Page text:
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Arlington budget would raise property taxes by 3.2 cents

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Photo - growing tax
growing tax
Local,Virginia,Taylor Holland,Arlington

Arlington County Manager Barbara Donnellan unveiled a $1 billion budget proposal Wednesday that would raise local real estate taxes and cut spending in every county agency to fend off a $22 million funding gap.

The county's top administrator recommended a 3.2 cent real estate tax hike that would raise the tax rate to $1.003, the first time in more than a decade that Arlington's residential tax rate topped $1.

Donnellan said the increase was needed to accommodate the school system's growing population - expected to increase by more than 1,000 students next year - and to combat costs associated with the construction and staffing of new county facilities.

And with costs rising, the county has seen its commercial tax revenue fall flat, she said, another reason why it's necessary to raise the county's real estate tax.

"Tax base growth in the near-term could remain flat, particularly in the commercial sector, but we see positive signs in the residential market," she said. "We have a strong track record of managing through difficult situations."

Donnellan recommended cutting a combined $9.3 million from county agencies, ranging from condensing the number of county police districts from three to two to reducing employment services for mentally ill adults and the hours of restrooms in county parks.

She proposed eliminating 46 of the county's 3,600 workers. Twenty of the 46 positions are currently filled, Donnellan said, and 20 others have accepted an early retirement package.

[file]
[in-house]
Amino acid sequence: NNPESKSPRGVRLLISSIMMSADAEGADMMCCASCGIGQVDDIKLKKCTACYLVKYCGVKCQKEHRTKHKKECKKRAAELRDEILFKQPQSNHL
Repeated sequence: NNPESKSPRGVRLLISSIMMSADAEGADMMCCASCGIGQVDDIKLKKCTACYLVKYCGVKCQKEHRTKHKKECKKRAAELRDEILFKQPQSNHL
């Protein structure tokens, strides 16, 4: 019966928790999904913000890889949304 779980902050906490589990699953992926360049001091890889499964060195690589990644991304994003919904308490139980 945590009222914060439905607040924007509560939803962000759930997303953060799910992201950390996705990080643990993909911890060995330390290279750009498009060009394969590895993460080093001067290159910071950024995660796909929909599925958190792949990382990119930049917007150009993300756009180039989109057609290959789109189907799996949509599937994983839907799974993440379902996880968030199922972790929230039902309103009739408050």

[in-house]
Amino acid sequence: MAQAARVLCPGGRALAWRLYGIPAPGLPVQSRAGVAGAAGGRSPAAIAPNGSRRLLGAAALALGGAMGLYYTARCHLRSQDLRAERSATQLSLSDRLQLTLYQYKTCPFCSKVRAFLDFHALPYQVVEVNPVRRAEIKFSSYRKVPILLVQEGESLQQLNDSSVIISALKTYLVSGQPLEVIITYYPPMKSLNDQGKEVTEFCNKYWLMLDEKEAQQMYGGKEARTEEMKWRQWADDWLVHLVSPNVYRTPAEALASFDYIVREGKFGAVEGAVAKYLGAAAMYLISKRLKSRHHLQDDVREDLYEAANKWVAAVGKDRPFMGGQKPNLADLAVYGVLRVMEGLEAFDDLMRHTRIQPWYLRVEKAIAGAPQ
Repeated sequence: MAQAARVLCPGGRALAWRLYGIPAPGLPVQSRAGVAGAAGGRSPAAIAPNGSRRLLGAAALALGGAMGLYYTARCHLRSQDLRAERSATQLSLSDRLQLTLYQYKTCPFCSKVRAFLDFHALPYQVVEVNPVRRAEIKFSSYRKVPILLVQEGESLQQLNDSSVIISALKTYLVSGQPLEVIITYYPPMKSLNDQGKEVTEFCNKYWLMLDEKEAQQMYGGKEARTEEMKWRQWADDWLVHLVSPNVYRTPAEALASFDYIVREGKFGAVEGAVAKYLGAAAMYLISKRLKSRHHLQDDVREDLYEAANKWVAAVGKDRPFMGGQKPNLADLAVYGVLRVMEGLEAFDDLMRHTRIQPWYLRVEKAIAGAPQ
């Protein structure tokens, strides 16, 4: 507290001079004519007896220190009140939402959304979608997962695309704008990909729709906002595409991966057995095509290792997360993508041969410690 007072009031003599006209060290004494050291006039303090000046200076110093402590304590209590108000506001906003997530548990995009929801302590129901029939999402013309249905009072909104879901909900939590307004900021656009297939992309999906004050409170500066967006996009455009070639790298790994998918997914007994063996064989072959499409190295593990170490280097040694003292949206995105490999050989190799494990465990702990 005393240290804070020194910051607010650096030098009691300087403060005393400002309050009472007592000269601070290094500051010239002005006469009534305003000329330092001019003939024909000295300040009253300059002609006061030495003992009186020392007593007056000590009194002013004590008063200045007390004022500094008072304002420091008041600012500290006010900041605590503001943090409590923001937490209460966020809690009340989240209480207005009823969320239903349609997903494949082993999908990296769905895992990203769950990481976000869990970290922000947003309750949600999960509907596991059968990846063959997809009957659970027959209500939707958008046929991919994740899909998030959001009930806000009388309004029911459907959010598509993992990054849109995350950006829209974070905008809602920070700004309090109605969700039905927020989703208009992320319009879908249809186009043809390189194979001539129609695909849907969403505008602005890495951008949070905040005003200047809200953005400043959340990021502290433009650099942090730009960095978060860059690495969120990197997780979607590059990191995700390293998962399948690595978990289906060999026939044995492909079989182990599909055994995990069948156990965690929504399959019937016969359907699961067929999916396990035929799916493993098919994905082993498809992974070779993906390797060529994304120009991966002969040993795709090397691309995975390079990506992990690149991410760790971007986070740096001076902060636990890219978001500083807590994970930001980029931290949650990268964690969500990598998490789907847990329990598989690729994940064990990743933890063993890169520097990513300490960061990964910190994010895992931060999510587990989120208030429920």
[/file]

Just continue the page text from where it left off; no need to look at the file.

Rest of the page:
"Only a few programs have been eliminated," Donnellan said of her proposed budget. "The existing workforce will absorb much of the workload."

The county manager's presentation to the County Board Wednesday was the first in a series of planned meetings. The board will vote on the budget April 20.

Board Chairman Walter Tejada said the proposed budget was "a good frame of the challenge we're facing locally," but cautioned against getting too comfortable with proposal with sequestration looming.

"It seems we have to be very guarded these days," Tejada said. "The potential that thousands of federal employees are being adversely affected is a reality."

Board member Libby Garvey said she also was concerned with the unknowns associated with sequestration.

"This feels to me like one of the most uncertain times we've been in," Garvey said.

Donnellan will formally present her proposed fiscal 2014 budget to the public and County Board on Saturday.

tholland@washingtonexaminer.com

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